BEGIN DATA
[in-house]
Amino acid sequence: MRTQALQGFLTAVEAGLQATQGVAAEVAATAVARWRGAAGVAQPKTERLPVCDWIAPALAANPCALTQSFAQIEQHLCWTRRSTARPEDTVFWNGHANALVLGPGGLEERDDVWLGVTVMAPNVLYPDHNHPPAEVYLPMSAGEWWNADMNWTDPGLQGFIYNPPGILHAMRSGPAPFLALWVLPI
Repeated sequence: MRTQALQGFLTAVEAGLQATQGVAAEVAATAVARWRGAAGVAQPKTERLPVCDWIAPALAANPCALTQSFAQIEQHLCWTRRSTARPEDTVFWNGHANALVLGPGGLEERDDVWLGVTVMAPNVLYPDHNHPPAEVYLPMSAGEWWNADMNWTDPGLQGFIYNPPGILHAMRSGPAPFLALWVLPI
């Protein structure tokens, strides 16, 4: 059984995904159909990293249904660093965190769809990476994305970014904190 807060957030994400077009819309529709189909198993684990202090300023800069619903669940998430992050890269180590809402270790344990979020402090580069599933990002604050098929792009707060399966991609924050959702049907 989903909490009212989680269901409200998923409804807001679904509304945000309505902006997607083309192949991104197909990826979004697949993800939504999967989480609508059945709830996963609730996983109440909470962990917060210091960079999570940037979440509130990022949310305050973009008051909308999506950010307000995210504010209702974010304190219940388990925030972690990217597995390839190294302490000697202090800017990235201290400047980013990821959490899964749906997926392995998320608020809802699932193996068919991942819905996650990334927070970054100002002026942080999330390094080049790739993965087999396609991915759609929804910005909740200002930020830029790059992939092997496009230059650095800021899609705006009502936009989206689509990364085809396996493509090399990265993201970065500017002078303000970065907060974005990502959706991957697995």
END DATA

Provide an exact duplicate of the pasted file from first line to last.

[in-house]
Amino acid sequence: MRTQALQGFLTAVEAGLQATQGVAAEVAATAVARWRGAAGVAQPKTERLPVCDWIAPALAANPCALTQSFAQIEQHLCWTRRSTARPEDTVFWNGHANALVLGPGGLEERDDVWLGVTVMAPNVLYPDHNHPPAEVYLPMSAGEWWNADMNWTDPGLQGFIYNPPGILHAMRSGPAPFLALWVLPI
Repeated sequence: MRTQALQGFLTAVEAGLQATQGVAAEVAATAVARWRGAAGVAQPKTERLPVCDWIAPALAANPCALTQSFAQIEQHLCWTRRSTARPEDTVFWNGHANALVLGPGGLEERDDVWLGVTVMAPNVLYPDHNHPPAEVYLPMSAGEWWNADMNWTDPGLQGFIYNPPGILHAMRSGPAPFLALWVLPI
């Protein structure tokens, strides 16, 4: 059984995904159909990293249904660093965190769809990476994305970014904190 807060957030994400077009819309529709189909198993684990202090300023800069619903669940998430992050890269180590809402270790344990979020402090580069599933990002604050098929792009707060399966991609924050959702049907 989903909490009212989680269901409200998923409804807001679904509304945000309505902006997607083309192949991104197909990826979004697949993800939504999967989480609508059945709830996963609730996983109440909470962990917060210091960079999570940037979440509130990022949310305050973009008051909308999506950010307000995210504010209702974010304190219940388990925030972690990217597995390839190294302490000697202090800017990235201290400047980013990821959490899964749906997926392995998320608020809802699932193996068919991942819905996650990334927070970054100002002026942080999330390094080049790739993965087999396609991915759609929804910005909740200002930020830029790059992939092997496009230059650095800021899609705006009502936009989206689509990364085809396996493509090399990265993201970065500017002078303000970065907060974005990502959706991957697995």